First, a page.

Youth programs new financial sources for FETÖ

BETÜL ALAKENT
ISTANBUL
Published

The Turkish Embassy in the U.S. has launched an investigation into work and travel programs involving Turkish nationals, in response to claims that the programs may be providing financial and employment-related support to the Gülenist Terror Group (FETÖ).

According to a report by Turkey's Foreign Ministry Research and Security Works General Directorate which was sent to local universities titled, "Secret," Turkish nationals who travel to the U.S. through the Work and Travel Program fall into the FETÖ trap. The U.S. State Department grants authorization to the Council on International Educational Exchange (CIEE) and the Center for International Career Development (CICD) as well as non-governmental organizations (NGOs) in the city of Portland in Maine and the city of Seattle in Washington to run the program, which brings 5,000 people to the country from Turkey every year. According to the report, both NGOs have no relation to FETÖ. However, these two NGOs conduct visa operations in cooperation with agencies in other countries and those in Turkey, the report claimed, have relations with FETÖ.

Half of the sector is dominated by four firms in Turkey, although there are 150 firms in total. A total of 2,500 of the 5,000 visas that are granted every year are given through United Towers, Armada Grandee and Academix. According to records from the Istanbul Chamber of Commerce, there are FETÖ members among some of the owners or partners of these firms and some of them even fled abroad following the July 15 coup attempt.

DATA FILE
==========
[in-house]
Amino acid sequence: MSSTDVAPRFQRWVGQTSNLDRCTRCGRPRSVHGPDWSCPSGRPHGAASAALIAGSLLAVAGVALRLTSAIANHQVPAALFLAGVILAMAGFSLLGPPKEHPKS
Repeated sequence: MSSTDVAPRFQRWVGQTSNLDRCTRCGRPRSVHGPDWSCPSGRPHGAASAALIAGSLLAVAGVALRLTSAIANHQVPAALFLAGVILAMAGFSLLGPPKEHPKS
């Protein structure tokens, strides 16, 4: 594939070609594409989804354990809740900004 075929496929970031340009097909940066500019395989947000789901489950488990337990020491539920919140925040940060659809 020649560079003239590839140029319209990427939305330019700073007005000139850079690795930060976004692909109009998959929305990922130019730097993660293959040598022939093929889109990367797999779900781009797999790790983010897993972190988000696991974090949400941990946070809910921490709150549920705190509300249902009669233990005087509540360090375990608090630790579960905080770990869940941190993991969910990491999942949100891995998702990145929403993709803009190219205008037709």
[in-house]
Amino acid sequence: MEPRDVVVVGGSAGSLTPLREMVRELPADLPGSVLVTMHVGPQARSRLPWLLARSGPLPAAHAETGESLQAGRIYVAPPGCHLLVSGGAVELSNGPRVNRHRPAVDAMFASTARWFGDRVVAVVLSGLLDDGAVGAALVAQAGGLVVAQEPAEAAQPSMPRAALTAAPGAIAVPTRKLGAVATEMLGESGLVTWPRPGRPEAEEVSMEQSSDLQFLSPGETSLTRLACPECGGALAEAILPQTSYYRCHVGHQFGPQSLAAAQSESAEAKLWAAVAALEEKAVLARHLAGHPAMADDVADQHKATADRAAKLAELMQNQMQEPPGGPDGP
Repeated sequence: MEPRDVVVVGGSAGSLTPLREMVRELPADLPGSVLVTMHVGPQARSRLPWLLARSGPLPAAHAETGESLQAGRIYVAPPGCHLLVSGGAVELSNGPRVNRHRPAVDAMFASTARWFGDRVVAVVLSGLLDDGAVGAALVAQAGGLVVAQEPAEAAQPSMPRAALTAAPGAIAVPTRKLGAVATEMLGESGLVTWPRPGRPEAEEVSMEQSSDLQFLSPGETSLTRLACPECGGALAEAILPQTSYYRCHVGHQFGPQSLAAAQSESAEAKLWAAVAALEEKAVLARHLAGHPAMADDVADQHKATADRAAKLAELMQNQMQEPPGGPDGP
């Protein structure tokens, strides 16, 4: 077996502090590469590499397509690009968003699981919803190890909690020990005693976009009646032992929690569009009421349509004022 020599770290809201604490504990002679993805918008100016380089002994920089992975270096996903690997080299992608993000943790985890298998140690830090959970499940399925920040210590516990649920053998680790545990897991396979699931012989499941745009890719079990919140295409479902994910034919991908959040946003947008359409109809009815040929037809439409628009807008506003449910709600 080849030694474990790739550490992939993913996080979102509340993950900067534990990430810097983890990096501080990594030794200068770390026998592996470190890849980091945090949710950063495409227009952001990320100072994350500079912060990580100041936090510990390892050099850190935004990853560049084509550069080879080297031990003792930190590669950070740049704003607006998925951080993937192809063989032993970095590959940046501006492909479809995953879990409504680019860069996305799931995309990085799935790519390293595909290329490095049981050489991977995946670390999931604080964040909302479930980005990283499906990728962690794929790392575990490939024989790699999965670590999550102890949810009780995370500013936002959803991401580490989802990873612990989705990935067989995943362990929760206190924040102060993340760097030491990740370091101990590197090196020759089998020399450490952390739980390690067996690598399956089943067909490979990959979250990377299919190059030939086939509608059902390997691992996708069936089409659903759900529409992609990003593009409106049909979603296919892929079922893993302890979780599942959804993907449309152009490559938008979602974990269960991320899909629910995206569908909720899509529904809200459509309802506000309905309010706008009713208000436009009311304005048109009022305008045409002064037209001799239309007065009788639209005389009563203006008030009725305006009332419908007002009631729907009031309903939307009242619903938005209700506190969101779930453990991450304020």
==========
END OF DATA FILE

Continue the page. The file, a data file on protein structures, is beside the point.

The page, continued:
With a price tag of 5,000 euros per person, these agencies earn 2,000 euros from every individual. The report claims FETÖ earns at least $10 million dollars through the program in a single year. According to intelligence reports, United Towers has close ties with the FETÖ-linked Gediz and Zirve Universities, which were shut down under in anti-FETÖ operations. It is claimed that the partners of Armada Grandee, Savaş Yüksel, who is supposedly an of the imams of the organization, and Mehmet Yüksel, fled abroad after transferring their shares on the firm.

FETÖ is run by members who are strictly obedient to their leader, Fetullah Gülen, a self-exiled fugitive cleric who has lived in Pennsylvania since 1999. The July 15 coup attempt, perpetrated by FETÖ terrorists in the Turkish Armed Forces (TSK), left 249 people dead and over 2,500 wounded.

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